The Sea Islands of Georgia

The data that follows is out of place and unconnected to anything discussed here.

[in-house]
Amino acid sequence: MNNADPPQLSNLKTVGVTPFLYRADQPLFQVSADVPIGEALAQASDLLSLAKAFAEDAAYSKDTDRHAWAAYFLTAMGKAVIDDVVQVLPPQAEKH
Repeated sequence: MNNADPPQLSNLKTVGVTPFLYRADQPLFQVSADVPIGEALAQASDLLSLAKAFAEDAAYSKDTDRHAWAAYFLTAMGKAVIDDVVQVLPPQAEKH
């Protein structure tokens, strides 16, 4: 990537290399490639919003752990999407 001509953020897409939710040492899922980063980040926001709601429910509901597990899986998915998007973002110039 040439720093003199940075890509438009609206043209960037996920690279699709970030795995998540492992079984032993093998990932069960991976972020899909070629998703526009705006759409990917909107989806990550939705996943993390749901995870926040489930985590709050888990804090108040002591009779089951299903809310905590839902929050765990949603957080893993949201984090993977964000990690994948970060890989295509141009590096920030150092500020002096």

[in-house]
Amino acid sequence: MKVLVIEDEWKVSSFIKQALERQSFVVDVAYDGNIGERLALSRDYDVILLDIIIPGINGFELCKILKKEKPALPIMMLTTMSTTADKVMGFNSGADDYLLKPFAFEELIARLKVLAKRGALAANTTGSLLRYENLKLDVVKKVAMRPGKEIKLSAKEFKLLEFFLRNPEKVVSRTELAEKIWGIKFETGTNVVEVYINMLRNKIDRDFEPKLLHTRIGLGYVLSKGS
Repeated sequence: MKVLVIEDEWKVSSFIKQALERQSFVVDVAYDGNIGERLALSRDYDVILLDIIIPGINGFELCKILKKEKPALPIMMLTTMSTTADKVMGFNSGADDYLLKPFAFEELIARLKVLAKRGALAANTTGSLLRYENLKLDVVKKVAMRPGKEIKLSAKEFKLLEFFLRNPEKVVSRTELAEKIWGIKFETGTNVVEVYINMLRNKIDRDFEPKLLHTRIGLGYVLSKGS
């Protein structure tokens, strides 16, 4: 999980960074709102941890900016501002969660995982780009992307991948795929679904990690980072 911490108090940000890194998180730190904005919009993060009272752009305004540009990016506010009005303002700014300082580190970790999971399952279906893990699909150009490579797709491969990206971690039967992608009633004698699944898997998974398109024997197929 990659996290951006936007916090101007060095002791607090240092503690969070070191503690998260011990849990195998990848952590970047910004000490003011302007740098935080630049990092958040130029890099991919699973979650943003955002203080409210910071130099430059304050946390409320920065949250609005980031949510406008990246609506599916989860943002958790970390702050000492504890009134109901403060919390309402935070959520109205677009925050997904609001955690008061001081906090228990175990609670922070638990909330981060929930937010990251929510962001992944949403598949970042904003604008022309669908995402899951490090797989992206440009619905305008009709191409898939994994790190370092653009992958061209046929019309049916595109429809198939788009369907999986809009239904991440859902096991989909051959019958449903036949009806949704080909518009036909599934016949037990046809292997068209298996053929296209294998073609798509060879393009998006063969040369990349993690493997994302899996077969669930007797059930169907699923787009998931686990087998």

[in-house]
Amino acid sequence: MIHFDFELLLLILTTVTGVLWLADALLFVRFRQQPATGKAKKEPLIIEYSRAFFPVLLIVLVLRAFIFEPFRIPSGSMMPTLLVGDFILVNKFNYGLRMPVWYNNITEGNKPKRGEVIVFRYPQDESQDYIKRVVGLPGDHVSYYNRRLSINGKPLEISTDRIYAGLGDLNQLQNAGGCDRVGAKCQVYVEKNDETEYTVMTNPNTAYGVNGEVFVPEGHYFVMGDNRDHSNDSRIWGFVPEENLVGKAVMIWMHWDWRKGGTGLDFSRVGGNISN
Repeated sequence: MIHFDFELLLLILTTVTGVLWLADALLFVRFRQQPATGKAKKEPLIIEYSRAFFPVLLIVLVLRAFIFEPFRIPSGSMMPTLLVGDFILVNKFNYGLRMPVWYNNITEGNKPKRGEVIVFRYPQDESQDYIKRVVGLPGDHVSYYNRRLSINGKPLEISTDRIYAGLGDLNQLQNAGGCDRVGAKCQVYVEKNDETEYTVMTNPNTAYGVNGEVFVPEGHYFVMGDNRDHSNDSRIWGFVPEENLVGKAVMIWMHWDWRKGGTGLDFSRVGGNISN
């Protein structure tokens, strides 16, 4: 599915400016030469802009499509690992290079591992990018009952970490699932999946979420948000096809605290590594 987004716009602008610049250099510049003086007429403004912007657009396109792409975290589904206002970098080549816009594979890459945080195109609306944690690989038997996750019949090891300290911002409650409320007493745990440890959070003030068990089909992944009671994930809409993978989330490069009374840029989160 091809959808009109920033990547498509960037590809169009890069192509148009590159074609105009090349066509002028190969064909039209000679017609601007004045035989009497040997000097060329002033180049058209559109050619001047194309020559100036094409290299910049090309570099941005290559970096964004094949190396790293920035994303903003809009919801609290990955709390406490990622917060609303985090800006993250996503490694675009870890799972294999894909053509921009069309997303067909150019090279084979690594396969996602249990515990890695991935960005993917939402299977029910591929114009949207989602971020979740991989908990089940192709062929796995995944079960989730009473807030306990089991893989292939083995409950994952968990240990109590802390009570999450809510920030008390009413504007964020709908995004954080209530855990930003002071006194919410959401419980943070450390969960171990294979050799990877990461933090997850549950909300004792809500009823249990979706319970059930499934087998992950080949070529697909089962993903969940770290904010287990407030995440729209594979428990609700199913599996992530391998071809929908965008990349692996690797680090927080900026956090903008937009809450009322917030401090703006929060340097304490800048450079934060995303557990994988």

Day 1: Savannah to Tybee Island My husband, Michael, and I land in Savannah around lunchtime. Georgia's First City, as Savannah declares itself, is architecturally awesome--and maddening for drivers. Tour buses slowly crawl around historic squares. Tourists cluster in the middle of the street to peer at the impeccably restored 18th- and 19th-century houses. We have to go through town to get to our evening's destination, Tybee Island, so our plan is to park, fortify with some food, and get on our way. Our first attempt at finding barbecue is unsuccessful. We make do with a black-eyed-pea sandwich at B. Matthews Bakery; it's a delicious approximation of a spicy falafel. I pocket a chocolate-chip cookie for the 18-mile drive to Tybee. Georgia's most developed island feels kind of like Atlantic City meets Coney Island--a little shabby, but that shabbiness often translates to a retro charm. The Basta family runs the Georgianne Inn, three houses in from the beach, and the adult son Nick is our enthusiastic host. We borrow two cruiser bikes, and Nick gives us 10 minutes of pointers. Tybee's tides are remarkably low, so from mid-afternoon until sunset there's at least 50 feet of packed sand to play on. The southern side of the beach, beyond a long pier, has high winds, which attract kitesurfers, kiteboarders, and old-fashioned kite fliers. For dinner, we head over to The Crab Shack, a Tybee institution whose motto is "Where the Elite Eat in Their Bare Feet"--but which we'll always remember as the kind of establishment where patrons bring their own beer cozies. Calling it a shack is either false humility or wishful nostalgia--it's more like a Crab Complex, with cutesy signs (DRINKING TO FORGET? PLEASE PAY IN ADVANCE), Jimmy Buffett on rotation, and a Gift Shack. We put our names on the waiting list and visit the man-made Gator Lagoon, where antsy kids are poking at baby alligators with sticks. We order salty snow crab; a low-country boil of shrimp, potatoes, and sausage; and steamed oysters, which arrive unshucked. The food is good, but I'm otherwise engaged. There's a garbage can embedded in the center of each of the tables, and for some reason this excites me. No sooner has Michael shucked an oyster than I've tossed the shell into the pail. When our waitress comes to clear, I proudly declare that I've taken care of it for her. Day one  Lodging Georgianne Inn1312 Butler Ave., Tybee Island, 800/596-5301,, from $65 Food B Matthews Eatery325 E. Bay St., Savannah, 912/233-1319, black-eyed-pea sandwich $6 The Crab Shack40 Estill Hammock Rd., Tybee Island, 912/786-9857, low-country boil $13 Day 2: Tybee Island to St. Simons Island By 8:30 a.m., there are 20 people waiting for a table at The Breakfast Club, a squat stucco house two blocks from the Georgianne. Joseph Sadowsky, an alum of the Culinary Institute of America, was recruited by John F. Kennedy Jr. and Carolyn Bessette to cater their wedding. He's pretty great on less fancy fare, too. I have a spicy homemade sausage patty with poached eggs and buttery grits. The low-ceilinged room, with sticky brown plastic tablecloths, isn't built for lingering--just as well, considering the line outside. Highway 17, the main scenic road tracing the coast, doesn't offer much to look at until we put some distance between us and Savannah. But by the time we reach Riceboro, we're breezing under a canopy of live oaks. At South Newport, we pull off the two-lane highway to see what's billed as the smallest church in America, the Memory Park Christ Chapel. The 56-year-old nondenominational church--open 24/7 and rentable for weddings--is just 10 feet by 15 feet, with seating for only 12. A sign asks visitors to shut the door tight when leaving, which turns off the lights. I follow the instructions, perhaps too much so--the church is still rattling as we walk back to the car. Most of the islands connect to the mainland by causeways. Getting to Sapelo Island, however, requires a 30-minute ferry from Meridian across the Intracoastal Waterway. It could just as well be a time machine. When the Civil War came, the heirs of a big plantation owner, Thomas Spalding, abandoned the island, their cotton and sugarcane plantations, and many slaves. The isolation allowed the former slaves, originally from West Africa, to sustain their own self-governing community and their own language, called Geechee. To this day, 57 descendants live on Hog Hammock, a 434-acre spread. Tobacco magnate R.J. Reynolds bought the island in 1934 but didn't mess around with Hog Hammock; he breathed new life into an existing mansion and established a wildlife area that's now run by the Georgia Department of Natural Resources. The island also has a marine institute operated by the University of Georgia. To get access to Sapelo you have to have a reservation, either for a tour or at one of the island's two inns. (Before you board, you'll be asked who'll be greeting you on the other end; no name, no go.) I'd booked a tour with Yvonne Grovner, who runs trips five days a week for the Georgia D.N.R. Yvonne grew up on the mainland; she met her husband, a Geechee, in high school and moved to Hog Hammock once they got married. During a three-hour drive, Yvonne introduces us to other residents and points out the pastel, one-story shacks, most of which are abandoned. We see ruins of an old sugar mill, miles of deserted dunes on Nannygoat Beach, and the exquisitely faded Reynolds mansion. It looks like a double for the one in the 1998 movie of Great Expectations. When Yvonne moved to Hog Hammock in 1980, there were more than 100 people; today, there are about half that. Fifteen school-age kids take the ferry each day to go to school; as they get older, there's not much to keep them on the island. One person she takes us to meet is Cornelia Bailey, who runs the bar (The Trough) and the gift shop (The Pig Pen), where she sells shells and Yvonne's handmade sweetgrass baskets. Michael asks Cornelia if she's always lived in Hog Hammock. "Is there anywhere else?" she says, with a wry smile. The ferry ride back is lulling, the horizon interrupted only by green reeds and salt marshes. We drive south toward Brunswick, and then over a causeway. St. Simons Island is a world away from Sapelo. Kids in fluorescent flip-flops march giddily along the main drag, while dads golf and moms go shopping. We hunt down one of the island's five tree spirits--droopy, somewhat spooky faces that were carved into live oaks to commemorate sailors who died on boats made from St. Simons trees. (The easiest one to find is on Mallery Street, next to Murphy's Tavern.) At Zuzu's, a '50s-style diner adjacent to the pier, we share a root beer float. It suitably ruins our appetites, so all we need for dinner is a bowl of thick Brunswick stew--shredded chicken, ground pork, corn, and okra--at the nautical-themed Blackwater Grill. Day two  Transportation Sapelo Island ferryLanding Road, off Hwy. 99, 912/437-3224,, $2 round trip Lodging Sea Palms5445 Frederica Rd., St. Simons Island, 800/841-6268,, from $129 Food The Breakfast Club1500 Butler Ave., Tybee Island, 912/786-5984, two eggs and sausage $5.50 The Troughno address, Sapelo Island, 912/485-2206 Zuzu's119 Mallery St., St. Simons Island, 912/ 638-8655, root beer float $3.50 Blackwater Grill260 Redfern Village, St. Simons Island, 912/634-6333, Brunswick stew $5.50 Activities Memory Park Christ ChapelHwy. 17, South Newport, no phone Georgia Department of Natural Resources912/485-2300, half- or full-day tour $10 Shopping The Pig Penno address, Sapelo Island, 912/485-2206 Day 3: St. Simons Island to St. Marys Rice was the most common--and notoriously brutal--crop in coastal Georgia: Slaves who worked the soggy paddies often caught malaria. Following the Civil War, not many rice plantations survived. On a tour of the Hofwyl-Broadfield Plantation in Brunswick, we learn it was one of the few that did, in part due to a pair of savvy sisters who turned it around by converting it into a dairy farm. A terrific thunderstorm erupts right as we arrive on Jekyll Island. The Georgia coast has a subtropical climate; humid summer stretches well into October, and afternoon thunderstorms are common. We take shelter on the wide porch of the Jekyll Island Club Hotel, formerly the clubhouse commissioned by J.P. Morgan, William K. Vanderbilt, William Rockefeller, and Joseph Pulitzer, who were all part of the Jekyll Island Club, which owned the island in the late 1880s. Jekyll Island, including the hotel, was purchased by the state in 1947. I rock in a white wicker chair and admire the sailboats. For all its former wealth, Jekyll is much more casual than St. Simons. Beyond the historic district, the interior is family-friendly and modest, with mostly small ranch houses. It would be sacrilegious not to play some kind of golf, so during a break in the storm, we squeeze in a round of miniature golf, then head back to Highway 17. By the time we reach St. Marys, it's past 9 p.m. and the sleepy town is in full R.E.M. We check into the Spencer House Inn, a huge pink Victorian run by Mike and Mary Neff. Our huge top-floor room has a four-poster bed and a claw-foot tub. But the real draw is a DVD player; we borrow Friday Night Lights from Mike and Mary, who say it's one of the few DVDs in their collection that they were able to agree on, and settle in for the night. Day three  Lodging Spencer House Inn101 E. Bryant St., St. Marys, 888/840-1872,, from $100 Activities Hofwyl-Broadfield Plantation5556 Hwy. 17, Brunswick, 912/264-7333,, $5 Jekyll Island Miniature GolfCourse 2, Beachview Dr., 912/635-2648, $5.30 Resources Jekyll Island Visitors Center901 Downing Musgrove Cswy., 877/453-5955, Day 4: St. Marys to Savannah St. Marys is where you board a ferry to Cumberland Island, which is run by the National Park Service. Thomas Carnegie owned the island in the late 19th century, and now wild horses and turkeys run free amid the ruins of his mansion. The sole lodging, the posh Greyfield Inn, is a mansion built by his widow; it was the site of the Kennedy-Bessette reception. Only 300 people are allowed on Cumberland each day, and it's wise to reserve months ahead for the 45-minute ferry. Yesterday's rain messed up the ferry schedule, and there's no way to see the island and make our flight. So we look into renting a kayak from Up the Creek Xpeditions and walk around St. Marys. It's the prettiest town of our trip. Day four  Activities Cumberland Island912/882-4335,, $4, round-trip ferry $15 Up the Creek Xpeditions111 Osborne St., St. Marys, 912/882-0911,, kayaks $40-$60 per day Finding your way Causeways link most of the islands to the mainland, and in all but one case, they're free. The exception: There's a $3 daily car fee to visit state-owned Jekyll Island. The ferries to Cumberland and Sapelo islands depart only a couple of times a day, so plan your schedule in advance, and be sure to make the ferry back to the mainland. (There aren't any places to buy food on Cumberland, so bring your own lunch and water.) And when driving back up to Savannah, Highway 95 may seem like the speedy route, but it can take over three hours when the traffic is bad, which is often.